Nearly one year ago, the Institute hosted a multidisciplinary conference that explored cutting edge research and best practice around climate change education and communication. Parks: The New Climate Classroom provided a wide-ranging, high-level discussion on how practitioners can engage new audiences and move people to take action on climate change.
Since then, the Institute has been exploring how we can take these lessons and use them to support and elevate place-based, informal climate change education in the Bay Area.
Our first stop on this journey was assessing the current landscape of informal climate change education in the Bay Area. What climate education programs currently exist? What are the challenges? What are the needs? And is there a role for us to support environmental educators in developing and delivering these programs?
To find the answer to these questions, we embarked on a formal needs assessment. From June to September, the Institute interviewed over 70 Bay Area environmental educators from over 40 different organizations. These included park and other government agencies, museums, aquariums, place-based and sustainability-focused education organizations, and more.
While we are still analyzing the results, one outcome was clear: Bay Area environmental educators are passionate about increasing the quantity, quality, and impact of their climate change programs. There is a strong sense of urgency and broad agreement on the importance of addressing this issue. At the same time, many educators are struggling with challenges unique to climate change. How do we discuss climate change in a way that empowers rather than overwhelms our audience? How do we talk about climate change in a way that is age appropriate? How do we inspire our learners to take action and how do we measure those impacts?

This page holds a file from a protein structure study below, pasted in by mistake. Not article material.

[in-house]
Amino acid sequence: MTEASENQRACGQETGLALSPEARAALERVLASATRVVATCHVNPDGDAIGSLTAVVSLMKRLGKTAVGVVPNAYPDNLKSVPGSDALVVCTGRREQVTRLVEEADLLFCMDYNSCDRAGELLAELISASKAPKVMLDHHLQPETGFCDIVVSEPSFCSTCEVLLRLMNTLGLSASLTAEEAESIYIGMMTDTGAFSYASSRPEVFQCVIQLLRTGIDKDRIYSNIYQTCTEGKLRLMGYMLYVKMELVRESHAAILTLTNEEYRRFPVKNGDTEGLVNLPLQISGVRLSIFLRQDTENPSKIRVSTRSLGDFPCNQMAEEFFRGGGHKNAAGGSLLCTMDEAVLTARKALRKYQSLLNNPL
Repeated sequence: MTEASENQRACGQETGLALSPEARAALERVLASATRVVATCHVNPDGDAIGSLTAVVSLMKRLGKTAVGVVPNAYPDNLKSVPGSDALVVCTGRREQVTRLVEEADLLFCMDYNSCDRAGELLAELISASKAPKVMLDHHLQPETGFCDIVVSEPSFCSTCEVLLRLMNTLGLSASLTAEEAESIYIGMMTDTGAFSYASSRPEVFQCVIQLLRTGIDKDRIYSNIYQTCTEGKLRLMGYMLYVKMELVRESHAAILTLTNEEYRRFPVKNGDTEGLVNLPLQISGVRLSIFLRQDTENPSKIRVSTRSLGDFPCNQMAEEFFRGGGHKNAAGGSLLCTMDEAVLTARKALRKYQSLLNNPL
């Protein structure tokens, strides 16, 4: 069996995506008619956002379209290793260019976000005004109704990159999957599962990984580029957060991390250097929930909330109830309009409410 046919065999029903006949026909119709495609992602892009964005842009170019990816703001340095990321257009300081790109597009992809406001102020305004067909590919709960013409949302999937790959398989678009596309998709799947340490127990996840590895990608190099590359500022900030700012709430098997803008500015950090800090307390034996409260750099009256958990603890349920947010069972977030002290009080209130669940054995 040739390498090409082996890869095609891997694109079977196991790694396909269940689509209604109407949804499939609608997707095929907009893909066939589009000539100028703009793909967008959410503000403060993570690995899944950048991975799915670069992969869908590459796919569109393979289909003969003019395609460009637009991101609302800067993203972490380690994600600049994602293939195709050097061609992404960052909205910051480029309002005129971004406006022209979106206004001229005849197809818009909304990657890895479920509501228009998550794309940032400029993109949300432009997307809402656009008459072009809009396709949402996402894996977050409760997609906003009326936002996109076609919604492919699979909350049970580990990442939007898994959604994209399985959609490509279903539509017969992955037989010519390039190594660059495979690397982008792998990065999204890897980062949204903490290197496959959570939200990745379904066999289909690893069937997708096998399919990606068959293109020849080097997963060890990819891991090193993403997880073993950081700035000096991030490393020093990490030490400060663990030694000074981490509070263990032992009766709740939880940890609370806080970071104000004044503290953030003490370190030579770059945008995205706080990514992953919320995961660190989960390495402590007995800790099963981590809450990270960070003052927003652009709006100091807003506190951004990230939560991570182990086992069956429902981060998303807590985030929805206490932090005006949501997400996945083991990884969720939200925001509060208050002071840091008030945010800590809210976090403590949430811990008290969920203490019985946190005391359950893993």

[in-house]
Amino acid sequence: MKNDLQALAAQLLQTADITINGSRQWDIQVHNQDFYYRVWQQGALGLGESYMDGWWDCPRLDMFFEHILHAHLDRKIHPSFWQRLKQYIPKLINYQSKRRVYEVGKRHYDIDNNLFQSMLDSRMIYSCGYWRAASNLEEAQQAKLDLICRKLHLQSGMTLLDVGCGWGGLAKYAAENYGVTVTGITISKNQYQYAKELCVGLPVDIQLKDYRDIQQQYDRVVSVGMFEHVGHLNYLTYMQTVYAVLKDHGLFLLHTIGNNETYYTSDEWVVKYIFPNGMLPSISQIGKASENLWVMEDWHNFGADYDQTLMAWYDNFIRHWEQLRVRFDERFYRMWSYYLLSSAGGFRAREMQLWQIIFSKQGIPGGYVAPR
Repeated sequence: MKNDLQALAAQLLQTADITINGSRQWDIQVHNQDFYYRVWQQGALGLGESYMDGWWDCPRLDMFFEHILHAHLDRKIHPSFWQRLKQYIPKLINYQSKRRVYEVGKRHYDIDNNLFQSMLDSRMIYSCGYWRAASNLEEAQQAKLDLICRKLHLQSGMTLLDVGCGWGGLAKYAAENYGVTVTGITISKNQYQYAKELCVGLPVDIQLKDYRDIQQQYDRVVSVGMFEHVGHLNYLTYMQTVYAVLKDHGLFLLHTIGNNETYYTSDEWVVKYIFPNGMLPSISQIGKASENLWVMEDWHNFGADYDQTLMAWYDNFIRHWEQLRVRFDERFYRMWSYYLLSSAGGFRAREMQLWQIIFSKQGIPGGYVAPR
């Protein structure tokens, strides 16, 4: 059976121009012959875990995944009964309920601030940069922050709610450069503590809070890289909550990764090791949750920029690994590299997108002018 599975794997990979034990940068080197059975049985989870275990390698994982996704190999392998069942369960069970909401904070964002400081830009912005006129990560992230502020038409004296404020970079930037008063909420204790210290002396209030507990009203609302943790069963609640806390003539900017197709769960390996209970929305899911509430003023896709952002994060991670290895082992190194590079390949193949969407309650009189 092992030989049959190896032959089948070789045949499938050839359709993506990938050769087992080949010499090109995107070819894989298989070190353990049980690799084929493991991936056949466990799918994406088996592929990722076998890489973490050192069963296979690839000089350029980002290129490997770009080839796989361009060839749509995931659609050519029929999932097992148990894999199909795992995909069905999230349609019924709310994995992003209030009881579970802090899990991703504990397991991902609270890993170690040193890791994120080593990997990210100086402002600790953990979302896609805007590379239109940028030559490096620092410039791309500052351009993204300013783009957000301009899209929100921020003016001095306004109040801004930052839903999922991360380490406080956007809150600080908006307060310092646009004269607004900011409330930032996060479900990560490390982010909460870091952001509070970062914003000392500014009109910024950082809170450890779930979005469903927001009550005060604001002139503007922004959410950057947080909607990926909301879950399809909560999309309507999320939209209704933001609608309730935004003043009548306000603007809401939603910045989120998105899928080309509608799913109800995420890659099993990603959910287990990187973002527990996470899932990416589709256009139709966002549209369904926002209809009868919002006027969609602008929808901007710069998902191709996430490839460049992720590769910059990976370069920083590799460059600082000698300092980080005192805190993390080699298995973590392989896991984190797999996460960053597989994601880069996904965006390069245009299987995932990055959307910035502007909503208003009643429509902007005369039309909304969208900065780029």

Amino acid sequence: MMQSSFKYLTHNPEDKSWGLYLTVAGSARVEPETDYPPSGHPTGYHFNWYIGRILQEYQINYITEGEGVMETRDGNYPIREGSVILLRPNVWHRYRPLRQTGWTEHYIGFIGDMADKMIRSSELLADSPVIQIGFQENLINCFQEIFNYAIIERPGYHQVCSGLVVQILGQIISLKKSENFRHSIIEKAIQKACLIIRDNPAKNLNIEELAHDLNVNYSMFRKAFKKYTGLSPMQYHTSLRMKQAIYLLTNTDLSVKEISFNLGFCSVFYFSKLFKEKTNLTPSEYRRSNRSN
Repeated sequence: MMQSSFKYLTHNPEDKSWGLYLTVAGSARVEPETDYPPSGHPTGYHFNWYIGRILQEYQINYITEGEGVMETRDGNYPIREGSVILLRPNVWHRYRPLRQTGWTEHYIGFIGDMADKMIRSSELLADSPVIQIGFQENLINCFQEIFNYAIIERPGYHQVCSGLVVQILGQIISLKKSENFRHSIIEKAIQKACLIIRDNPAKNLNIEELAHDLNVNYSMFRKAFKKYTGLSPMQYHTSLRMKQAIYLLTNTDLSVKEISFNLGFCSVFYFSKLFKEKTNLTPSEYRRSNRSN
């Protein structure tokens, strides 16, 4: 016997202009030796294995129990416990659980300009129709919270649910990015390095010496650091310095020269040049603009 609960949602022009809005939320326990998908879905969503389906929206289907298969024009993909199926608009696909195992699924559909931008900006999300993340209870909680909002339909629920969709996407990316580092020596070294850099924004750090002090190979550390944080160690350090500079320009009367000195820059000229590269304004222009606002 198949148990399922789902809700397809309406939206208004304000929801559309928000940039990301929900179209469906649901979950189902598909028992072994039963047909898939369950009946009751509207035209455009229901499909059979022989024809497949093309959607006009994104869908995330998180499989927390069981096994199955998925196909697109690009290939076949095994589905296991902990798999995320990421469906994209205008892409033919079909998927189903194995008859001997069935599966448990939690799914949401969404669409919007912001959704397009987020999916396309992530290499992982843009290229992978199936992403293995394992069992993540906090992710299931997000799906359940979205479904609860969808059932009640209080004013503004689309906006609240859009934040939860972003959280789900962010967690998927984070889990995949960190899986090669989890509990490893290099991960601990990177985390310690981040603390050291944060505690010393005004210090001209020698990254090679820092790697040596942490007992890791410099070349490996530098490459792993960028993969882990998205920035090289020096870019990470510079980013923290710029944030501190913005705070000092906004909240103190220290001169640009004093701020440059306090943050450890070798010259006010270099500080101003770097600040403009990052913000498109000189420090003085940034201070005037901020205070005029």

To help environmental educators tackle these and other challenges, the Institute is facilitating the formation of a Bay Area collaborative whose ultimate vision is to build climate literacy and action throughout the Bay Area.
While we are in the very early stages of our collaborative formation, the Institute has found the level of interest and passion for this initiative to be inspiring. Over the coming months, we will be working with these environmental education organizations to develop a common agenda, collaborative structure, working groups, and shared outcomes.
It is a very exciting time for this group and we can’t wait to see how it all develops. Watch this space for the results of our needs assessment, due to be completed next month, as well as regular updates on the progress of the Bay Area climate literacy collaborative!